Organic gardening is not so hard to make when you take the time to actually study and do some research as to the best possible approach to accomplish your goals. Naturally wholesome, environmentally friendly gardening is more of what is not used, such as synthetic pesticides, chemical fertilizers, genetically altered organisms, growth hormones, or anything that does not meet the basic requirements, standards, and strict guidelines set by the USDA. Natural gardening is becoming increasingly popular, or in the least, more desirable, than conventionally grown foods.
Preparing your soil is an important first step, and one that many easily overlook. Natural nutrient rich potting soil is readily available at most garden shops, and is always good to keep on hand, if you do not keep a compost going. Your compost can be any combination of grass clippings, vegetable scraps, fall leaves, even decaying plant waste, or any other organic matter, all which are the best components that will make up the fundamental ingredients and building blocks for a healthy and productive garden. Add the compost to the soil about ten to twelve inches down, smooth over with the rake, and dig up any weeds that spring up over the next few days or weeks. Incorporating nutrient rich organic matter to your soil helps to create a more balanced ecosystem, a healthy environment in which your garden grows and thrives. When you are ready to plant, dig out a shallow trench and plant your seeds. The soil should be moist before planting the seeds, as they may wash away if watered after planting, press the seeds into the soil to make sure there is good soil contact. There is no special way to organize a garden, and is entirely up to the gardener. As the surface dries, sprinkle with water or until the seeds start to grow.
Chemical Free Mulch For Natural Weed Control
Use mulch as it helps to nourish the soil, retain moisture, and control weeds. As mulch decomposes, it will enrich the soil, provide necessary nutrients, and prevents weed seeds from taking root. Mulch can be found at most garden supply stores, or if you prefer to go natural on your own, you can make your own mulch from natural sources, such as table scraps, cut grass, fallen leaves, tree bark, or even hay, or a variety of other organic matter. Although mulch also consists of organic material, it is not fully decomposed, and it should be placed on the top of the soil, where it will continue to decompose, help retain moisture while it prevents weeds and erosion of topsoil. Grass clippings are good for mulching, although they will decompose quickly, they can, however, become matted, so use wisely. Shredded leaves are many gardeners’ favorite mulches, as with grass clippings, they are plentiful and natural. Keep in mind, if leaves are not shredded, they can become matted, preventing water from getting through to the soil. The use of newspaper is a favorite for many, as many newspapers have converted to the use of organic or vegetable dyes, it will not harm the environment or your garden. Layer the newspaper down, moisten lightly, and spread another organic type of mulch over the newspaper. Newspaper mulch works well to help keep weeds at bay, keeps soil moist, and good for maintaining soil temperature.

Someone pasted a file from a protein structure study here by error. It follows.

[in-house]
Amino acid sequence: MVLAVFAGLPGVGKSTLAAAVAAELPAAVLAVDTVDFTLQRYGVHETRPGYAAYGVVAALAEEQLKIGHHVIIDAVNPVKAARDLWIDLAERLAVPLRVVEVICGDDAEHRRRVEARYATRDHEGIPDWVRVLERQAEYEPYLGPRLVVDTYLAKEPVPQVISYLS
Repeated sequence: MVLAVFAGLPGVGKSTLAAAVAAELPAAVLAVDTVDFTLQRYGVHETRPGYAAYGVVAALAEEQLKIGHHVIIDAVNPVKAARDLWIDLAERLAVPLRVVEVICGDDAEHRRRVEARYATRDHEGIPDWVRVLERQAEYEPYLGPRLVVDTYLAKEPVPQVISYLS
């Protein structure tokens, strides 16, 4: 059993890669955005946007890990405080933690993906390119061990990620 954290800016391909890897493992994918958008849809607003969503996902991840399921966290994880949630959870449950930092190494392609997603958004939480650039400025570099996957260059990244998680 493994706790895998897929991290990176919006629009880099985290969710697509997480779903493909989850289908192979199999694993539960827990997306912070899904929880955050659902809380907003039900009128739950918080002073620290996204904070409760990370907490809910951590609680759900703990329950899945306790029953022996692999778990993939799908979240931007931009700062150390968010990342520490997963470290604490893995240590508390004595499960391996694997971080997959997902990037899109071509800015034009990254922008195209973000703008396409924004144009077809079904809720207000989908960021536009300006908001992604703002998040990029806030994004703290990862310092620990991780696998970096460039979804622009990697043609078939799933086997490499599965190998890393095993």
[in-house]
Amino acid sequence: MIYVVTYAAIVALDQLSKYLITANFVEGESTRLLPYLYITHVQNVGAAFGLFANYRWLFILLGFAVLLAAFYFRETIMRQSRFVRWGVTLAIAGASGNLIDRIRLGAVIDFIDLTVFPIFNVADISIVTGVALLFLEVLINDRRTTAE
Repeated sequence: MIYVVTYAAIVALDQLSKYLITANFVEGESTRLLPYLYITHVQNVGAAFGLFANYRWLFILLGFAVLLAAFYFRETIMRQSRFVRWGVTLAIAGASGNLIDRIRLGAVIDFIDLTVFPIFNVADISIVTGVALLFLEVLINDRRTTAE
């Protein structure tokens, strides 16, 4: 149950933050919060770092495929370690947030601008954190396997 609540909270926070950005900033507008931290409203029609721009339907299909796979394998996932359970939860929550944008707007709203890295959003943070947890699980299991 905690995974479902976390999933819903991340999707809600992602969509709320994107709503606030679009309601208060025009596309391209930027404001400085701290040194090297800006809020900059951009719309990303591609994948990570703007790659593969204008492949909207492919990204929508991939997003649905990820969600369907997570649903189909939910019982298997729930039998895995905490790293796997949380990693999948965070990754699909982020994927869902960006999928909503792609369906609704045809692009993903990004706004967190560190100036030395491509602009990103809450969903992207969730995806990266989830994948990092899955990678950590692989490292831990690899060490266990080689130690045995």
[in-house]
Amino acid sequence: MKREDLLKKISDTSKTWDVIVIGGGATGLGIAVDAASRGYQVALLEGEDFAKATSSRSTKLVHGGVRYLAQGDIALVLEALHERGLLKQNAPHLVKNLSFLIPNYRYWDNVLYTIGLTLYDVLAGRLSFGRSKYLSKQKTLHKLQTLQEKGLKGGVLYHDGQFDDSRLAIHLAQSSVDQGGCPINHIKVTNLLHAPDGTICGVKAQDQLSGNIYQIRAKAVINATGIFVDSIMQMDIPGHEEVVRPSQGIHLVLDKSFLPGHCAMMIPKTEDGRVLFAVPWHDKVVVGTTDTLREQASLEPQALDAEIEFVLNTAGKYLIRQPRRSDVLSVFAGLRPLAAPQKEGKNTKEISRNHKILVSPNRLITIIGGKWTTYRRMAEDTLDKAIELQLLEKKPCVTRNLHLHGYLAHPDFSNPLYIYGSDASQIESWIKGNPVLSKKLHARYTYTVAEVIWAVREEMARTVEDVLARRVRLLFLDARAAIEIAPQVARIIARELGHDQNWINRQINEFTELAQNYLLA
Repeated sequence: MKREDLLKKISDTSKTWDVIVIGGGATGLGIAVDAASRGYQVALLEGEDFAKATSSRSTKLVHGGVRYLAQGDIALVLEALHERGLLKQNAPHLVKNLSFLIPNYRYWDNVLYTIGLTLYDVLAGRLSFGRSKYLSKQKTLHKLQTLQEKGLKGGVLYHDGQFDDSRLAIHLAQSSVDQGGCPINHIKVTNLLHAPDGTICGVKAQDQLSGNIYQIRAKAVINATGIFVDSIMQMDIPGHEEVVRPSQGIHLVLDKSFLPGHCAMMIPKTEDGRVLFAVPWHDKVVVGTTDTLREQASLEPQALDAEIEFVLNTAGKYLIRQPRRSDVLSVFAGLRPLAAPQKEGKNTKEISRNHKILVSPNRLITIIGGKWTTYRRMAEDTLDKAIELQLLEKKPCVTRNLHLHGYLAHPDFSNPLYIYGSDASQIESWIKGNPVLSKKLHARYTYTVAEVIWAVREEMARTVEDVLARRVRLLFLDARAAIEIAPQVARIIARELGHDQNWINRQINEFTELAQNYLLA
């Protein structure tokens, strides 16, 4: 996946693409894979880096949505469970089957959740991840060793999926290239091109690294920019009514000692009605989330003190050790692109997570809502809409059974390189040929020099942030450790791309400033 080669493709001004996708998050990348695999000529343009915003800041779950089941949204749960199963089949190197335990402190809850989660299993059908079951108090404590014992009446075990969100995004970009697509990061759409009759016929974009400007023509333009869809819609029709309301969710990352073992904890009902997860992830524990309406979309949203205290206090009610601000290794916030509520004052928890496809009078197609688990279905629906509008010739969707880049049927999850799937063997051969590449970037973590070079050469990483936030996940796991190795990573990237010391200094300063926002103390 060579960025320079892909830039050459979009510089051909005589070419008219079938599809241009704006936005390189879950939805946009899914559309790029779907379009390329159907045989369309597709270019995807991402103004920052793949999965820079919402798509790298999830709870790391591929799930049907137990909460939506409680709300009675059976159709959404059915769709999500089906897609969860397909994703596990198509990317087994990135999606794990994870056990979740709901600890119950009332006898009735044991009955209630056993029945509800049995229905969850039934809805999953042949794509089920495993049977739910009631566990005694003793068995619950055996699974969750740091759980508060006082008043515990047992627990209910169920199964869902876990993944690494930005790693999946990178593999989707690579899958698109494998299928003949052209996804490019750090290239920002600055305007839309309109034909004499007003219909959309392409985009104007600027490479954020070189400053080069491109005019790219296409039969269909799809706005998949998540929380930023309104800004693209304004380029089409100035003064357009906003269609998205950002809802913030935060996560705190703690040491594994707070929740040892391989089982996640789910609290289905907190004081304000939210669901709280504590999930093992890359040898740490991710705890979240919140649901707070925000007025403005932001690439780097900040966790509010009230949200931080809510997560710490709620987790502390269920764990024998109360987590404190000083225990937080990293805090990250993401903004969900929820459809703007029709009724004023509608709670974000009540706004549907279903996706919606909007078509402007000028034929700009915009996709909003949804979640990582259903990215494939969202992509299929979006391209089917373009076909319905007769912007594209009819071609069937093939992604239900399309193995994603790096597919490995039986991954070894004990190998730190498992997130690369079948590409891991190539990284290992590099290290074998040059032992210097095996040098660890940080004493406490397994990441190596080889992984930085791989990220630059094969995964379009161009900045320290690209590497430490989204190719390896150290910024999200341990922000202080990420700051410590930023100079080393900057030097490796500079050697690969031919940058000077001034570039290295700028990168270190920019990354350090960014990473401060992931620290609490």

Insects and pests are very much an integral part of any garden, and many are beneficial and vital to the delicate balancing act of natures’ ecosystem. Keeping your vegetables and plants healthy in the first place is one of the best defenses. Pests tend to attack and prey on unhealthy plants and vegetables, so it is important to make sure they are in an environment that they are well-suited for, and that they are not too dry, wet, and that they have enough sunlight, and are not undernourished. A natural and truly organic way to abate and reduce unwanted pests is to use harmless predatory insects, such as lacewings and ladybugs. The larvae will eat the insects and pests while they enjoy and feed upon the flowers’ nectar. Other helpful predators are lizards, toads, even spiders and certain birds. As your vegetable garden grows, it is important to keep all bad or infected leaves and plants removed. There are natural pesticides that contain neem oil that work well, and some gardeners even use hot pepper or soapy water sprays.
Diverse Mix Using Companion Planting
As you continue to research and experiment with gardening, you are sure to discover new tips and tricks. One such strategy is companion planting. Many organic gardeners have adopted this practice, and have found that it is mutually beneficial for the garden and environment. There are so many different combinations of flowers and vegetables that work so well together, attract the right predator pests, and provide needed shade, as well as combinations that repel undesirable and unwanted insects and bugs. It is well-known that garlic chives and roses work well together, as the rose pests are naturally repelled by the garlic chives. Cabbage family plants and dill is a good combination, the dill helps to control pests that are damaging to the cabbage family plants. Basil grown with tomatoes and asparagus helps repel flies, aphids, mosquitos, and a host of many more pests. Coriander grown with many vegetables repels aphids, while attracting bees. Marigolds are a winning combination to tomatoes, strawberries, roses, beans, and potatoes. Marigolds discourage destructive nematodes. Just as there are many winning combinations, it is important to do the research, as there are also incompatible combinations. Understanding the symbiotic relationship in what nature provides, allowing nature to do its job, the natural holistic concept of companion planting will encourage a healthy garden and harvest.